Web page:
Downsize the Federal Government, Cheap Oil, It’s Not Your Money, More

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Downsize the Federal Government

The size of the federal government has exploded over the last century. The legislative and judicial branches of government have grown to serve the increased number of states and its growing population. The size and scope of the executive branch has grown to reflect an expanded role of the federal government over the last 100 years. Apparently the staffing of fourteen separate cabinet departments were not enough to manage the current executive branch, so Barack Obama felt the need to appoint a number of “czars” to focus on special emphasis areas. Recent studies have found that economic growth rates decline when relative government spending exceeds 26% of GDP, and the United States government current spending is close to 40% of GDP. The Republican Party claims the core principle of limited government, but has actively participated in this growth in both size and scope of the federal government. There is still the question of constitutionality why the federal government has expanded into areas not explicitly called out for in the 10th Amendment. Ronald Reagan diagnosed this problem with “government is not the solution to our problem; government is the problem

The executive branch of government has grown over time with it greatest growth period last century. George Washington appointed a cabinet of four departments: State, Treasury, War (now Defense), and Attorney General (now Justice). Departments of Interior (1849) and Agriculture (1862) were added in the 19th century. In the first half of the 20th century, Commerce (1913) and Labor (1913) were added. In the second half of the 20th century, the executive branch exploded well beyond the original enumerated powers with Health and Human Services (1953), Housing and Human Development (1965), Transportation (1966), Energy (1974), Education (1979), and Veterans Affairs (1989). Homeland Security was created in 2002. The role of these departments has also increased from overseeing industry, to participating in select niches of industry, and even virtual nationalization of select industry segments. Government monopolies are notoriously inefficient. Revenues are collected not just to pay for government services, but now departments redistribute funds between people, between states, and even between countries. The problem is that government execution gets worse the bigger it gets. The federal budget deficits have caused the national debt to skyrocket over $18 trillion, with no end in sight.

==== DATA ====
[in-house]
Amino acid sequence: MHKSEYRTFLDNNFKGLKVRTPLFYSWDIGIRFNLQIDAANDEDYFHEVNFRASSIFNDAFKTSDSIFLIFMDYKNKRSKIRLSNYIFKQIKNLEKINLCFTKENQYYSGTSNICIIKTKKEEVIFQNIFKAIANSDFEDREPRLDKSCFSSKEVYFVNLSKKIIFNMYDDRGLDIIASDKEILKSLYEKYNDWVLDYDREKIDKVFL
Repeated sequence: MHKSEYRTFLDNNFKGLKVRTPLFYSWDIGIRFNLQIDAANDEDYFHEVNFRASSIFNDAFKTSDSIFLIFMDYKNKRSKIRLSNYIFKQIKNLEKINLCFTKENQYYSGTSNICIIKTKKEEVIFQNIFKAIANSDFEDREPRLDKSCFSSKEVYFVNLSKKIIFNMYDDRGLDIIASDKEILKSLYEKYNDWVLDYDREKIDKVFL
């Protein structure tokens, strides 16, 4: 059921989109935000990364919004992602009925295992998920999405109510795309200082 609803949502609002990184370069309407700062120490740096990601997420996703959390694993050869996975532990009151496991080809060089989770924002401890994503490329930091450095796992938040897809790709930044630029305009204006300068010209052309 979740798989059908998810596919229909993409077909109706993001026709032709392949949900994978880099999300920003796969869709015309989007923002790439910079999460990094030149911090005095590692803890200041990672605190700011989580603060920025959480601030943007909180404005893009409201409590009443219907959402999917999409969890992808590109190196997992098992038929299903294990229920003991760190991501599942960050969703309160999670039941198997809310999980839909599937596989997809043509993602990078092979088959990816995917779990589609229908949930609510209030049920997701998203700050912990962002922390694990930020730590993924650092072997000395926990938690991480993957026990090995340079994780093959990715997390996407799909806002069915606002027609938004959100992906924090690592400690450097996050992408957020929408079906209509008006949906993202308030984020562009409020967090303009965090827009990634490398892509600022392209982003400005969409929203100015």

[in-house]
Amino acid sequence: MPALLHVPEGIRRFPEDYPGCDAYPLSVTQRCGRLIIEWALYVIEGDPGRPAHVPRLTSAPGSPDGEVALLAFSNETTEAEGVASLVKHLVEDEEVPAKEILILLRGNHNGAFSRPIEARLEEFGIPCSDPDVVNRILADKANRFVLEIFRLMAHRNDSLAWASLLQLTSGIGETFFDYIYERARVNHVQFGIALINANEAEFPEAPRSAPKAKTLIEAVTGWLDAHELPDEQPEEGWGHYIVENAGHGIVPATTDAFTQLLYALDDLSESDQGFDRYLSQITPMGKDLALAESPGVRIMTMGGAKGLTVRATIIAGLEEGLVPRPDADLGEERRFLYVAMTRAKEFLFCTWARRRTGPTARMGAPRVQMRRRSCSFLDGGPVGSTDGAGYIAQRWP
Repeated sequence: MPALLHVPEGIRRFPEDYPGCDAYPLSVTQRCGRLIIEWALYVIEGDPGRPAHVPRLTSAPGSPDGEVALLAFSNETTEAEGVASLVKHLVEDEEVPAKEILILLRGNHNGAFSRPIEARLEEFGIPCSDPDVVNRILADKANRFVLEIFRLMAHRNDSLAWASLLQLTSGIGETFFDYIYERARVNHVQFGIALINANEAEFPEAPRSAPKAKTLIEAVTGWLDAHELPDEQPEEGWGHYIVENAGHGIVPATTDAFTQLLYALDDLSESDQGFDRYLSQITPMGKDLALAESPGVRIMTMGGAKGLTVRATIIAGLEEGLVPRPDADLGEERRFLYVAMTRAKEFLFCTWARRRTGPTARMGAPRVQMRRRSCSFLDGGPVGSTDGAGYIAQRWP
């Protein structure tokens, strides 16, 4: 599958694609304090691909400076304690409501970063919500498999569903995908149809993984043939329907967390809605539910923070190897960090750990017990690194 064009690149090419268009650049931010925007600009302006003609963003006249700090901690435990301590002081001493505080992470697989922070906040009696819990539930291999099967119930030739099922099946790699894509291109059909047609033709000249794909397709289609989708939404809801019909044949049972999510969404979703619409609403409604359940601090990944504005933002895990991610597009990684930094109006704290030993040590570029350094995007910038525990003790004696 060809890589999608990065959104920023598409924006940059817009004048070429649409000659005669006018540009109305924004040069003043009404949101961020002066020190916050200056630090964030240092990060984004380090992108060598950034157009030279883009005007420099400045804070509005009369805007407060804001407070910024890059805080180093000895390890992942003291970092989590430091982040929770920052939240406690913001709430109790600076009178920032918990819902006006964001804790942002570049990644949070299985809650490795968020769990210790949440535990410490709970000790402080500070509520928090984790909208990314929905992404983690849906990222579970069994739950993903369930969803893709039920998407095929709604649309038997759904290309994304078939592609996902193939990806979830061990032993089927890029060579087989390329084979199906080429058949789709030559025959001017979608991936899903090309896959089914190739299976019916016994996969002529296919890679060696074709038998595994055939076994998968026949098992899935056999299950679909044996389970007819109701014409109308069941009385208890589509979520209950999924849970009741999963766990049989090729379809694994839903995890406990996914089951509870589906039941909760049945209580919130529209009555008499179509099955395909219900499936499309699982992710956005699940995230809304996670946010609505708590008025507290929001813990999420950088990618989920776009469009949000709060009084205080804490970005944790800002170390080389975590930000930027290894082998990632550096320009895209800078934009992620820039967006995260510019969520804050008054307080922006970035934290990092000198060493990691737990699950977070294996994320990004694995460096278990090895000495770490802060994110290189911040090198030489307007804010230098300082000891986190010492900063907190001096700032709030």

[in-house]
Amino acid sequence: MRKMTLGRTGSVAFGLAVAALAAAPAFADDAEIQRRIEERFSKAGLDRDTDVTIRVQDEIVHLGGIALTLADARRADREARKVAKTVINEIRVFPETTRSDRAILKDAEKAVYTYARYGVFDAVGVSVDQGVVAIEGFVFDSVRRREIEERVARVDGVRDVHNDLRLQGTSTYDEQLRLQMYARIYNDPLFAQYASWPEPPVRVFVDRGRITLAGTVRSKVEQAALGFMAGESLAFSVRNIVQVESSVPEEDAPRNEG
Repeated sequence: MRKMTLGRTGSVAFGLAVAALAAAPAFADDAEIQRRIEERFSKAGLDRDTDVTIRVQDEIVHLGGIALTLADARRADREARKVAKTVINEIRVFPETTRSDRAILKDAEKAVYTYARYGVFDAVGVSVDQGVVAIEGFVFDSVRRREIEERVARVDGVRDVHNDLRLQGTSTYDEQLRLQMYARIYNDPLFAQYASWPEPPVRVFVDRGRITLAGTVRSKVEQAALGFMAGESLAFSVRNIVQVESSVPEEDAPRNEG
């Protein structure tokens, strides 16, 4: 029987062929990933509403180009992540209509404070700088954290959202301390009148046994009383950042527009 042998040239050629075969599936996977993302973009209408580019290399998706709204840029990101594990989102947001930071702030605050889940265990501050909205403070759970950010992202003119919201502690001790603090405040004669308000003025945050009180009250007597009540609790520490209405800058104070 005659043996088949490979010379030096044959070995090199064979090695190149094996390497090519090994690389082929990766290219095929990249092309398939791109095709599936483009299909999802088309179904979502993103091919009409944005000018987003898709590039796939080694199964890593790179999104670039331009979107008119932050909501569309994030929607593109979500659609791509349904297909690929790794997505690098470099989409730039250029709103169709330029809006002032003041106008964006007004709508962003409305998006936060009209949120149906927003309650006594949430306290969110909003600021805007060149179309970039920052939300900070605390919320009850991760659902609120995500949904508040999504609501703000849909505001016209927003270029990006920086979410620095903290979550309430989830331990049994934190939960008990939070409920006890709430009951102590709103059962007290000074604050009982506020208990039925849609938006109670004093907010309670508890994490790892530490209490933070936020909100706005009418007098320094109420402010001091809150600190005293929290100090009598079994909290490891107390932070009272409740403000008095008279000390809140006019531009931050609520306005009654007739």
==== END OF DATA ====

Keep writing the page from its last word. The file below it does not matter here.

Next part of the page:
Much more to read found HERE.

Why are assholes like the person above still walking this planet? Why is our government not over assholes like this?

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The Hidden Effects of Cheap Oil

From Russia to your local gas station, the consequences of low fuel prices are clear. But the consequences of those consequences are less apparent.

What do Russia, Exxon Mobil, and ISIS have in common? Not much, except that they’re all grappling with an inconvenient but incontrovertible truth: a sudden, significant, and prolonged shift in the price of oil changes the world.

That truth was on display in 1974, and it’s on display again now. Over the course of just a few months in 1973-1974, the price of oil surged from $3 to $12 per barrel. The new price created new global economic powers: oil-producing countries primarily in the Middle East and North Africa. It also dealt a severe blow to the economies of the United States, Europe, Japan, and other oil importers. The oil shock altered power relations between the world’s main geopolitical players and created new ones. Higher oil prices had many unexpected consequences—from breeding oil wars to fueling the
international spread of Islamic fundamentalism thanks to funding from newly super-rich countries like Saudi Arabia. Today’s drop in crude-oil prices, which began in the summer of 2014, may be as disruptive as the quadrupling of oil prices that created the oil shock of 1974.

Some of the effects of this decline in oil prices have been clear and immediate; picture happy Americans at gas stations and frantic government officials in oil-exporting countries forced to cut public budgets and consequently risk social and political turmoil.

In Russia, for instance, the ruble has suffered a steep devaluation, stock-market prices have fallen, the Central Bank’s reserves are shrinking, capital is fleeing the country, export revenues are down, and foreign investment has practically dried up. Russia’s sovereign bonds have been downgraded to junk status by credit-rating agencies. All of this largely stems from contracting oil and gas revenues(which account for 68 percent of Russia’s total export revenues and 50 percent of its federal-budget revenues) and economic sanctions imposed by the United States and Europe as a result of the Kremlin’s behavior toward Ukraine. Some fear that a belligerent Vladimir Putin could stir trouble abroad to distract from the deteriorating economic situation at home.